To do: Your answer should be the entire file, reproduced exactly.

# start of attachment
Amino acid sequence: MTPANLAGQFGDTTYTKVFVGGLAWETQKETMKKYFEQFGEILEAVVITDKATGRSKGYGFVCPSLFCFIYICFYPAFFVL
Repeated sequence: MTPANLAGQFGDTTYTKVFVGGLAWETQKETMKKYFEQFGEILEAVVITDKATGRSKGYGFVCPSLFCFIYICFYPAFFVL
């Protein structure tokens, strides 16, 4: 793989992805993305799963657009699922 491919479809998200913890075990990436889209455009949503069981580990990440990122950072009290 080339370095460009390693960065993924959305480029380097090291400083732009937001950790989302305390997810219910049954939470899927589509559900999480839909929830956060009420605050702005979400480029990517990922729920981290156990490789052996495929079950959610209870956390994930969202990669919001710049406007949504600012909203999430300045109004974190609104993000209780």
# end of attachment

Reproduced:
Amino acid sequence: MTPANLAGQFGDTTYTKVFVGGLAWETQKETMKKYFEQFGEILEAVVITDKATGRSKGYGFVCPSLFCFIYICFYPAFFVL
Repeated sequence: MTPANLAGQFGDTTYTKVFVGGLAWETQKETMKKYFEQFGEILEAVVITDKATGRSKGYGFVCPSLFCFIYICFYPAFFVL
């Protein structure tokens, strides 16, 4: 793989992805993305799963657009699922 491919479809998200913890075990990436889209455009949503069981580990990440990122950072009290 080339370095460009390693960065993924959305480029380097090291400083732009937001950790989302305390997810219910049954939470899927589509559900999480839909929830956060009420605050702005979400480029990517990922729920981290156990490789052996495929079950959610209870956390994930969202990669919001710049406007949504600012909203999430300045109004974190609104993000209780």